As used herein, the singular forms “a”, “an” and “the” are intended to include the plural forms as well, unless the context clearly indicates otherwise.

In describing preferred embodiments illustrated in the drawings, specific terminology may be employed for the sake of clarity. However, the disclosure of this patent specification is not intended to be limited to the specific terminology so selected, and it is to be understood that each specific element includes all technical equivalents that have the same function, operate in a similar manner, and achieve a similar result.

An embodiment of the present invention will be described in detail below with reference to the drawings.

An embodiment has an object to improve detection accuracy of a feature quantity obtained by comparison of information.

Embodiments of an information analysis apparatus and an information analysis method will be described in detail below with reference to the accompanying drawings.

FIG. 1 is a block diagram illustrating a functional configuration example of an information analysis apparatus 1 according to an embodiment. As illustrated in FIG. 1, the information analysis apparatus 1 is an apparatus that repeatedly measures, by a biological information measurement device 4, biological information on a subject 2 to whom various types of stimulation are provided by a stimulator 3, and analyzes the repeatedly measured biological information (data group).

For example, the information analysis apparatus 1 is able to adopt data of magnetoencephalography (MEG) or the like, in which sound stimulation and visual stimulation are provided to the subject 2 and a biomagnetic field generated by brain neural activity that is induced in the sensory area or the like is repeatedly measured and analyzed.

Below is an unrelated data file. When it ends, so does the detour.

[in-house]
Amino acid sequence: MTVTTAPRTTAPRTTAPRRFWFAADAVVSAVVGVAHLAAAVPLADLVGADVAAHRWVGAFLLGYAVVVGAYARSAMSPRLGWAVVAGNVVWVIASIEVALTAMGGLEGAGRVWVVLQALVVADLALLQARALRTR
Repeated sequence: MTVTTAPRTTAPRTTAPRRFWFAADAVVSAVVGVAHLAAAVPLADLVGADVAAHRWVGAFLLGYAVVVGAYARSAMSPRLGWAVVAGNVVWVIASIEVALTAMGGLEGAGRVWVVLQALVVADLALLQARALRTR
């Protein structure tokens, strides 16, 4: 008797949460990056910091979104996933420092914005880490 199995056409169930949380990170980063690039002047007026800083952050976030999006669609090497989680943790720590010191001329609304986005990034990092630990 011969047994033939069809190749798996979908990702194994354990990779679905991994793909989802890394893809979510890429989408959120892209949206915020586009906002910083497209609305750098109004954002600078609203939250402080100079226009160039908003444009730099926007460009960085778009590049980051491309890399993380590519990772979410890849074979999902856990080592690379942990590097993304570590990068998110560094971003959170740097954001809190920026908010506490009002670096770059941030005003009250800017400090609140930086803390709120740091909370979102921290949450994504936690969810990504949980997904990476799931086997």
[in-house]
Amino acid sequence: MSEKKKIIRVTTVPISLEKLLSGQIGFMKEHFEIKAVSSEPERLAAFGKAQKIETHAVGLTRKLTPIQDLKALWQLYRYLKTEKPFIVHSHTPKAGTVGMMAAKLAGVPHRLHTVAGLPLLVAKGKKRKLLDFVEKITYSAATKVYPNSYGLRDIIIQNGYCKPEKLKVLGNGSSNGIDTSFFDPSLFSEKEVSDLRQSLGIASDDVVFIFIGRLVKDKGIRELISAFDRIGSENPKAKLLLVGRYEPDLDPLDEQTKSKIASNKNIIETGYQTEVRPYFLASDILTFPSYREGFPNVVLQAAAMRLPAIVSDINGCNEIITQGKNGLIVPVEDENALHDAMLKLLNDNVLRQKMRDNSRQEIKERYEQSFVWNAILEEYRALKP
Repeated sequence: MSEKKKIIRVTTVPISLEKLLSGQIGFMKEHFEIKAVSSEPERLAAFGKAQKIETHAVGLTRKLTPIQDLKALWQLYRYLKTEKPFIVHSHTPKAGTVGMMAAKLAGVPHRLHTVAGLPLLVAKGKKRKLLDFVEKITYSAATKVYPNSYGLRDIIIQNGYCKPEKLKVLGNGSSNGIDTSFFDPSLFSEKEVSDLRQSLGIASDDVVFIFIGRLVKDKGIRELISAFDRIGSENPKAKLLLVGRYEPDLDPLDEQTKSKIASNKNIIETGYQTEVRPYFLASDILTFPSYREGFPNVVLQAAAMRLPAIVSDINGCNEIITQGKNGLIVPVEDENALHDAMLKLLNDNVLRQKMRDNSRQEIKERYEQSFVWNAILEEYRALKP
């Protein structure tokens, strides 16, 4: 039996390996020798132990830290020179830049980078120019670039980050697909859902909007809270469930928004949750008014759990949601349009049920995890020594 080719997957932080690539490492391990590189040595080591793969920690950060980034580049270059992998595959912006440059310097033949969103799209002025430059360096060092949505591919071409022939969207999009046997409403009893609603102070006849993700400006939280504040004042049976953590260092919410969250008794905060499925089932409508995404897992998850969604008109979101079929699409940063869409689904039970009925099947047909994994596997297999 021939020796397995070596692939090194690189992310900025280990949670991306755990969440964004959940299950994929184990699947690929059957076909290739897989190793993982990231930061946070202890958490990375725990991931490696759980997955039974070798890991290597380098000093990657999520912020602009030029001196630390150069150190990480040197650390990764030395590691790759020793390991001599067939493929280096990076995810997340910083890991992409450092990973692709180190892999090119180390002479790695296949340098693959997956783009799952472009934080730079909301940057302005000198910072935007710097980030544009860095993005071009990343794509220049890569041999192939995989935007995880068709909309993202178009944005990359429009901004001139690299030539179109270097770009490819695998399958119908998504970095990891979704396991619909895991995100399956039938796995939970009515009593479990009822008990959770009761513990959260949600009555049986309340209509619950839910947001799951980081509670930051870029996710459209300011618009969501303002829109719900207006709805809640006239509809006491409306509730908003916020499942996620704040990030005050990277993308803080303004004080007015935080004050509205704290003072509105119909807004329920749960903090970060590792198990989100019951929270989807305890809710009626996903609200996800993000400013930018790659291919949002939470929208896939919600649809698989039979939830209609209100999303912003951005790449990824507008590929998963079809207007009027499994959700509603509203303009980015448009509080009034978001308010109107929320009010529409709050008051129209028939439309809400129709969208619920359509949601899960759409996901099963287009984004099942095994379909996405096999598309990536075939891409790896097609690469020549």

The stimulator 3 provides various types of stimulation to the subject 2 at predetermined intensity. Examples of types of stimulation provided to the subject 2 by the stimulator 3 include stimulation to sight, hearing, taste, smell, or somatic sense (touch, pain, and the like), electrical stimulation that induces brain activity for exercise, language, memory, attention, performance, sociality, emotion, and the like, physical stimulation, such as magnetic stimulation and ultrasound stimulation, training, rehabilitation, and medication. Details (a type, strength, and the like) of stimulation that is provided to the subject 2 by the stimulator 3 is input, as input information on stimulation, to the information analysis apparatus 1.